Weakening the state
The point of the revolution, many people told us, is not to replaced one government with another, it is to end the rule of the state. The question, the co-president of the Kurdish National Congress put it, is “how to rule not with power but against power”. State power is being dispersed in a number of ways. The education of people as Asayish is taking place on a large scale, with the aspiration that everyone will receive it. It is part of an attempt to diffuse the means of coercion to everybody. People’s self-defense, were were told, is “so important that it can’t be delegated”. Through education (not only in the use of weapons but also in mediation, ethics, the history of Kurdistan, imperialism, the psychological war waged by popular culture and the importance of education and self-critique), the fighter in charge of one training centre told us, the aim is to finally abolish Asayish all together.
The new administration (with a parliament and 22 ministries), appointed for now by various political parties and organisations but to be eventually be elected, has taken responsibility for some state functions. When in spring 2012, ISIS reached Rojava, anticipating the carnage of a confrontation between Isis and Assad and seeing the opportunity in the situation, the Kurdish forces surrounded the Syrian state forces in Derik and negotiated their departure (without their weapons). After consultation with other political and social forces in the area, the same happened across Rojava. However, the Assad regime has not been completely ejected. In Qamislo, the largest city in Cizire, it still controls a small area which contains the airport. The old state also continues to operate in parallel with new structures. Syrian hospitals to the south still accept some of the very sick and the regime still pays some civil servant salaries including those of some teachers.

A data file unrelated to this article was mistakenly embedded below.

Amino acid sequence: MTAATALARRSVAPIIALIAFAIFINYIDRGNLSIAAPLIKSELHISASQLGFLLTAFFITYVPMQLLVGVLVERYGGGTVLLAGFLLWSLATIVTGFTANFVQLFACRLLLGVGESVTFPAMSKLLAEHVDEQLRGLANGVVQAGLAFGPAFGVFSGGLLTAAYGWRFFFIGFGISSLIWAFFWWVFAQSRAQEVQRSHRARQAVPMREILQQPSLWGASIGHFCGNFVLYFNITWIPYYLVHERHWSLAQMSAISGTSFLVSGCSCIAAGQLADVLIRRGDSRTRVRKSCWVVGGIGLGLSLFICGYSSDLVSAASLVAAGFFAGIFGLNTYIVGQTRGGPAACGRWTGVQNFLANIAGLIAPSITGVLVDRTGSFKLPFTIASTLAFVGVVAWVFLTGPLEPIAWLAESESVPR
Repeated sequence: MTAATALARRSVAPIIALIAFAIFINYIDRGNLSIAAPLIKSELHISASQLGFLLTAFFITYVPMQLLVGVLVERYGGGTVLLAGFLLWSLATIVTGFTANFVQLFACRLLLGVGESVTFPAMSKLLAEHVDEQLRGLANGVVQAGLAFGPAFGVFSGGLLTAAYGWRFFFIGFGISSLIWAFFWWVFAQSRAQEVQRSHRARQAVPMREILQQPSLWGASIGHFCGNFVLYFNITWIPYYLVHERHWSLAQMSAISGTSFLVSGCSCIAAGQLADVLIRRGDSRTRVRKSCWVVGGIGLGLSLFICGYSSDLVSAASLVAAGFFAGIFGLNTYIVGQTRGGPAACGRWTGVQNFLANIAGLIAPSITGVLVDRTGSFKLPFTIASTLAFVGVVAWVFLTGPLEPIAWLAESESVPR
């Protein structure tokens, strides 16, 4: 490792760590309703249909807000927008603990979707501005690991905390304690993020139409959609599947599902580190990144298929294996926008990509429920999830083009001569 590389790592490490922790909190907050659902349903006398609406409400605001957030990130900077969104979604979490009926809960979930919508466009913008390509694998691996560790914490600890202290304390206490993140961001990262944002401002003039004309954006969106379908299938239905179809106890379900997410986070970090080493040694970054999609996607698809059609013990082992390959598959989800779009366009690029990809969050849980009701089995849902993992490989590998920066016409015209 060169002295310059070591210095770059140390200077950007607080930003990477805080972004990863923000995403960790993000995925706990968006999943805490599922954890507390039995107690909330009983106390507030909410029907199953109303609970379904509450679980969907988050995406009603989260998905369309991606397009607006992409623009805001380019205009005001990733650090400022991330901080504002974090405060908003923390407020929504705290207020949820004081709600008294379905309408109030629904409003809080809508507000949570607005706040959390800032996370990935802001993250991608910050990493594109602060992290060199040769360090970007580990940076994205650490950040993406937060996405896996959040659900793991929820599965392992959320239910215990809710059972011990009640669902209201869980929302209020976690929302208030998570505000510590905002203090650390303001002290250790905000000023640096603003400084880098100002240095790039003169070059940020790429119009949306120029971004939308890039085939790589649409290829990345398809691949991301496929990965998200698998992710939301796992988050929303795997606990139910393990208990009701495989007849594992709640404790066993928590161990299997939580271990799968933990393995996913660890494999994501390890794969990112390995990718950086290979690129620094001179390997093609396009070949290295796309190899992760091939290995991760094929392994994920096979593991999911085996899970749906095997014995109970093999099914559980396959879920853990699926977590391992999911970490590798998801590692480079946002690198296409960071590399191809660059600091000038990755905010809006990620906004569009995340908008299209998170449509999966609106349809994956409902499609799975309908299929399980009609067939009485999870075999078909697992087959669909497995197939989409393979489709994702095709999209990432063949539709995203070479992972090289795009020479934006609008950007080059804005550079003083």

Meanwhile, the new administration is balanced by multiple autonomous elements. Separate from it, communes (weekly open neighborhood councils, with their own local defense units and sub-councils dedicated also to youth, women, politics, economy, public services, education and health) and city and canton-level councils consisting of delegates elected by them, deal with immediate practical problems that can be resolved immediately. Both the administration and the communes were set up by TEVDEM, a coalition of organisations including the PYD, co-ops, academies, women’s and youth organisations and sympathetic political parties. These organisations all have their own decision-making structures and sometimes there own education programmes in their “cultural centers” “houses” and “academies”. The result of all this, is both that all political forces have complex, cross-cutting reliances on each other and that there are plenty of meetings to go around.
Little existent agricultural or industrial production takes place in Rojava, despite its flat and fertile soil. The ‘bread basket’ of Syria, most of its land has been owned by the State and used for mono-cropping wheat and extracting oil. Its Kurdish population often immigrated to souther cities to form a class fraction working for lower wages. The new administration took the land and distributes portions of it to self-organised co-ops who are working to expand the farming of animals and to increase and diversify what is grown. It continues to extract some oil and to refine it into low quality diesel to sell in the canton and to distribute to co-ops and other institutions. What co-ops produce is sold either to the administration or in the bizarre under administration price controls. The administration provides each household with a bread ration. Smuggling is huge.